Barr’s public defenses of President Trump, including his assertion that intelligence agents spied on the Trump campaign, have led Democrats to accuse him of acting like the president’s personal attorney and eroding the independence of the Justice Department. But Trump and his Republican allies have cheered Barr’s skepticism of the Russia investigation.
Finally, The Daily Beast is running a series of three articles by Patricia Ravalgi about how officials who previously worked together for the benefit of U.S. national security are now on opposite sides because of Trump. Here are the first two installments and introductory paragraphs:
The constellation of federal investigators, attorneys, prosecutors and judges orbiting Donald Trump in the last three years have a unique, shared history.
Relatively unknown to the American public is the fact that before many of them became household names, cast as either the heroes or villains of the Trump saga (depending on where you stand on Trump), they were colleagues in the trenches of some of America’s biggest terrorism cases.
They crossed paths numerous times in courtrooms and at crime scenes, often united by a single case. From my perch working for the House Intelligence Committee, at the FBI as a congressional liaison, and then on the 9/11 Joint Inquiry, I observed what in many respects were their finest achievements, how those played out politically, how they fought their turf battles at home and with foreign governments, how they learned to communicate with the American public after each tragedy—and ultimately, fundamentally how they changed America’s approach to national security.
On July 17, 1996, TWA Flight 800, a Boeing 747 carrying 230 summer vacationers, would-be tourists, and crew members took off from New York’s JFK airport en route to Rome. Ten minutes into the flight, the plane’s captain reported unusual readings on the Fuel Quantity Indication System (FQIS). Two minutes after that, a catastrophic explosion occurred.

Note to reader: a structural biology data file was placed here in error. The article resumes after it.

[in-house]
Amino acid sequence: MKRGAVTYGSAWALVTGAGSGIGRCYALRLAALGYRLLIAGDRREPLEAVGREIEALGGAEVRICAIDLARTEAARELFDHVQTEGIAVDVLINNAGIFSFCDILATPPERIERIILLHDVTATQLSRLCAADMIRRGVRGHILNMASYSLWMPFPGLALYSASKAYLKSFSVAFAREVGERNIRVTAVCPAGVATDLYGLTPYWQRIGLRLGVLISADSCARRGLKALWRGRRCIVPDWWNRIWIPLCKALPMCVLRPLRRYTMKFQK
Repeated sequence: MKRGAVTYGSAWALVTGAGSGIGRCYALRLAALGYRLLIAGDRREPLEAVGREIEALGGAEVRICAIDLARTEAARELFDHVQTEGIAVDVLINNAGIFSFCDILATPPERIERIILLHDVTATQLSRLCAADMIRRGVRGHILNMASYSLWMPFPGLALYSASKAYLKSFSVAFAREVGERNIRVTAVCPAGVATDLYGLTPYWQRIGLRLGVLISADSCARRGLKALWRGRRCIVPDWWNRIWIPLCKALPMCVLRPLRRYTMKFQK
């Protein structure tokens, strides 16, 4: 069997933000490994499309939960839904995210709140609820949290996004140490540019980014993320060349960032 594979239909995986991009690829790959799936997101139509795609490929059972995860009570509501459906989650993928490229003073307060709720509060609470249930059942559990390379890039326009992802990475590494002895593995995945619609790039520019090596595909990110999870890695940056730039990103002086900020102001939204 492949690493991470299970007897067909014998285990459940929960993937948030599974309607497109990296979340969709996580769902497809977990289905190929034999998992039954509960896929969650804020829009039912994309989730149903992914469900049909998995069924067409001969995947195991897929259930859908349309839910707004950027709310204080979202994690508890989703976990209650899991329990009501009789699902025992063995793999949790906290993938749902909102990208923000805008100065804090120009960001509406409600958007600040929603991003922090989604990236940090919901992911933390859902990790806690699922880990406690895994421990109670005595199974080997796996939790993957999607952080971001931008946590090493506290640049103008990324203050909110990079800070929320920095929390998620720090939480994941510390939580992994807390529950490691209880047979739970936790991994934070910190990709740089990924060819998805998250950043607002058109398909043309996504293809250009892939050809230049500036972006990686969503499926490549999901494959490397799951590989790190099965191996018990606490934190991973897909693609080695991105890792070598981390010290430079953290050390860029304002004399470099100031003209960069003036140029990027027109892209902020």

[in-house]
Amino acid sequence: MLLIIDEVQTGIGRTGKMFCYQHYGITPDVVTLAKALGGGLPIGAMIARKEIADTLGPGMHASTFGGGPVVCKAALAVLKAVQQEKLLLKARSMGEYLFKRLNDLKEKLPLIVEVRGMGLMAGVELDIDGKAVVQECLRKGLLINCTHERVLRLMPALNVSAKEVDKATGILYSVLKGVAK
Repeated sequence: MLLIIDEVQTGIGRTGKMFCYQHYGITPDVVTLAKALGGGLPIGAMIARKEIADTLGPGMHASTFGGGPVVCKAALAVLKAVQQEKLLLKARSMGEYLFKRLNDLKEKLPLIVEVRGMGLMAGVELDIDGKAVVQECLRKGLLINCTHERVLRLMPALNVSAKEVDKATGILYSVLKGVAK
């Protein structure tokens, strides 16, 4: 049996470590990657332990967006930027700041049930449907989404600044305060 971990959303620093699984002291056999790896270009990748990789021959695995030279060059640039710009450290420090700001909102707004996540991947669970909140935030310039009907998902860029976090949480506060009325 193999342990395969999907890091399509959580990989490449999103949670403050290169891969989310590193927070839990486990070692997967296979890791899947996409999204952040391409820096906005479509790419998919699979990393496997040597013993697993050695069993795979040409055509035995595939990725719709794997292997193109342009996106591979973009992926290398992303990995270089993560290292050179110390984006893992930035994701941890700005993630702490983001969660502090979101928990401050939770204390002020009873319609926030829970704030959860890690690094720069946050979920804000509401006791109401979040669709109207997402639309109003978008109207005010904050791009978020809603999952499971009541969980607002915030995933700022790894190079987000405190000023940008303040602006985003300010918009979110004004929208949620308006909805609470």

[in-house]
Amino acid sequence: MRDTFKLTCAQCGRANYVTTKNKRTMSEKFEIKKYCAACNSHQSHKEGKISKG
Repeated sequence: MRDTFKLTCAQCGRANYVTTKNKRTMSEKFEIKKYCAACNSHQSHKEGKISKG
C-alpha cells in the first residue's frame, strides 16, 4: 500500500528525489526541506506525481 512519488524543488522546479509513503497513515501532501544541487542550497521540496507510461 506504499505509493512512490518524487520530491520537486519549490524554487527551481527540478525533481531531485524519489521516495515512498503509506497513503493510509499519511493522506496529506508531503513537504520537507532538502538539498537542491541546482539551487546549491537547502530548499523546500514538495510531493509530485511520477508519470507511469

TWA 800 broke apart mid-air into three huge sections that came crashing into the sea. People on the South Shore of Long Island would report seeing the fireball in the night. Others reported seeing lights streaking across the sky around the same time as the explosion.
Alongside the work of the National Transportation Safety Board, the FBI launched an investigation led by the assistant director for the New York field office, James Kallstrom. Until recently, he was defined in history as the man who headed that $20 million, 16-month investigation into the explosion—and who kept conspiracy theories from spinning out of control. And that was no easy task. Pierre Salinger, President John F. Kennedy’s former press secretary, was reporting from France that he had secret information that the plane had been brought down by the friendly fire of a U.S. Navy missile, and that theory has never been completely exorcised from the popular imagination.
These are long reads, with one more installment to come.
It looks like we’ll continue to have a busy news day today and a busy week of news to come. What stories are you following today?